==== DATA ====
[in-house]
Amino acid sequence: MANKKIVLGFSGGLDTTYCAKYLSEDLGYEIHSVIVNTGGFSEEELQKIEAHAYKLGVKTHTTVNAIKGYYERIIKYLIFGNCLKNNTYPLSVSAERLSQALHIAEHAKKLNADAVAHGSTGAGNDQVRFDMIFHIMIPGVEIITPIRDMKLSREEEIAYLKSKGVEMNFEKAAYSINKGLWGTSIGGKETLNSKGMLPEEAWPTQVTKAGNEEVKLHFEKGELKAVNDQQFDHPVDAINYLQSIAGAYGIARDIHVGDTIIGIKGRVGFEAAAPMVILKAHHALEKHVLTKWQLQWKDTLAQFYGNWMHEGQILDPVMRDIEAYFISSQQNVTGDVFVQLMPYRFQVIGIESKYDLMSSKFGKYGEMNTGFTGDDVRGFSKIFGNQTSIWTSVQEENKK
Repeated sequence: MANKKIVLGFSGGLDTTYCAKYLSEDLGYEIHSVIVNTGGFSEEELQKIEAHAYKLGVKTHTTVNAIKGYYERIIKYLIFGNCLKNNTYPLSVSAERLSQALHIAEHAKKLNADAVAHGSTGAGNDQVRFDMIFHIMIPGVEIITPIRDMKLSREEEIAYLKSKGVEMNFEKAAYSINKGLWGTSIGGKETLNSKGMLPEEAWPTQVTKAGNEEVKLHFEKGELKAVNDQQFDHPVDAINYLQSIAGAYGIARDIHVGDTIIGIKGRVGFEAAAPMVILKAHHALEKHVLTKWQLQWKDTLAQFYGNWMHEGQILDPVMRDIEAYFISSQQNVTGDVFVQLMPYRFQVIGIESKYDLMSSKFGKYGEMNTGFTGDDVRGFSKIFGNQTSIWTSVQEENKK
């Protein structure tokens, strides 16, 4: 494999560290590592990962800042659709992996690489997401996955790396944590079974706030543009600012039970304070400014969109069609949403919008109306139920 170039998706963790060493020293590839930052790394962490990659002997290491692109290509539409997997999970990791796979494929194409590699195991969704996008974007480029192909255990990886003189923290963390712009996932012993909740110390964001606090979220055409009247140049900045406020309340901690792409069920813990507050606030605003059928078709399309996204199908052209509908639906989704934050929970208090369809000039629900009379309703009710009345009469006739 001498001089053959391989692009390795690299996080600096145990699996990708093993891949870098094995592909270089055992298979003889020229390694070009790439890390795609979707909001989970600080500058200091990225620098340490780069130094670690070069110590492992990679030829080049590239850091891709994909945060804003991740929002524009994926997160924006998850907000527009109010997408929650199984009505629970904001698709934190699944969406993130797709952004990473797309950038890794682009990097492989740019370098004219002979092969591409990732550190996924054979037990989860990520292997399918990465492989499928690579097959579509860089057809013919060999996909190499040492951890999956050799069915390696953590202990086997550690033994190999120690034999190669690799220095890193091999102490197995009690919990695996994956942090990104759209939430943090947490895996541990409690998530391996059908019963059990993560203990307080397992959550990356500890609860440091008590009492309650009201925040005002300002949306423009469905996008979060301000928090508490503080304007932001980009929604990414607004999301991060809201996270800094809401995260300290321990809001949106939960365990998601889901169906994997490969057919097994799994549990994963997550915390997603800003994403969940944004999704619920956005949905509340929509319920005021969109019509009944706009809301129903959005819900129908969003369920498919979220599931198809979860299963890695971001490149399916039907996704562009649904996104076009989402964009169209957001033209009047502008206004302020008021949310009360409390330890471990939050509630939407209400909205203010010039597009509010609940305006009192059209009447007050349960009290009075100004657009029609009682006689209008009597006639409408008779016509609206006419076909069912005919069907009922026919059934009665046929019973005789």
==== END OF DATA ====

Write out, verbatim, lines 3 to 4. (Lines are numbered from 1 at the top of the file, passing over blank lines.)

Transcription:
Repeated sequence: MANKKIVLGFSGGLDTTYCAKYLSEDLGYEIHSVIVNTGGFSEEELQKIEAHAYKLGVKTHTTVNAIKGYYERIIKYLIFGNCLKNNTYPLSVSAERLSQALHIAEHAKKLNADAVAHGSTGAGNDQVRFDMIFHIMIPGVEIITPIRDMKLSREEEIAYLKSKGVEMNFEKAAYSINKGLWGTSIGGKETLNSKGMLPEEAWPTQVTKAGNEEVKLHFEKGELKAVNDQQFDHPVDAINYLQSIAGAYGIARDIHVGDTIIGIKGRVGFEAAAPMVILKAHHALEKHVLTKWQLQWKDTLAQFYGNWMHEGQILDPVMRDIEAYFISSQQNVTGDVFVQLMPYRFQVIGIESKYDLMSSKFGKYGEMNTGFTGDDVRGFSKIFGNQTSIWTSVQEENKK
């Protein structure tokens, strides 16, 4: 494999560290590592990962800042659709992996690489997401996955790396944590079974706030543009600012039970304070400014969109069609949403919008109306139920 170039998706963790060493020293590839930052790394962490990659002997290491692109290509539409997997999970990791796979494929194409590699195991969704996008974007480029192909255990990886003189923290963390712009996932012993909740110390964001606090979220055409009247140049900045406020309340901690792409069920813990507050606030605003059928078709399309996204199908052209509908639906989704934050929970208090369809000039629900009379309703009710009345009469006739 001498001089053959391989692009390795690299996080600096145990699996990708093993891949870098094995592909270089055992298979003889020229390694070009790439890390795609979707909001989970600080500058200091990225620098340490780069130094670690070069110590492992990679030829080049590239850091891709994909945060804003991740929002524009994926997160924006998850907000527009109010997408929650199984009505629970904001698709934190699944969406993130797709952004990473797309950038890794682009990097492989740019370098004219002979092969591409990732550190996924054979037990989860990520292997399918990465492989499928690579097959579509860089057809013919060999996909190499040492951890999956050799069915390696953590202990086997550690033994190999120690034999190669690799220095890193091999102490197995009690919990695996994956942090990104759209939430943090947490895996541990409690998530391996059908019963059990993560203990307080397992959550990356500890609860440091008590009492309650009201925040005002300002949306423009469905996008979060301000928090508490503080304007932001980009929604990414607004999301991060809201996270800094809401995260300290321990809001949106939960365990998601889901169906994997490969057919097994799994549990994963997550915390997603800003994403969940944004999704619920956005949905509340929509319920005021969109019509009944706009809301129903959005819900129908969003369920498919979220599931198809979860299963890695971001490149399916039907996704562009649904996104076009989402964009169209957001033209009047502008206004302020008021949310009360409390330890471990939050509630939407209400909205203010010039597009509010609940305006009192059209009447007050349960009290009075100004657009029609009682006689209008009597006639409408008779016509609206006419076909069912005919069907009922026919059934009665046929019973005789």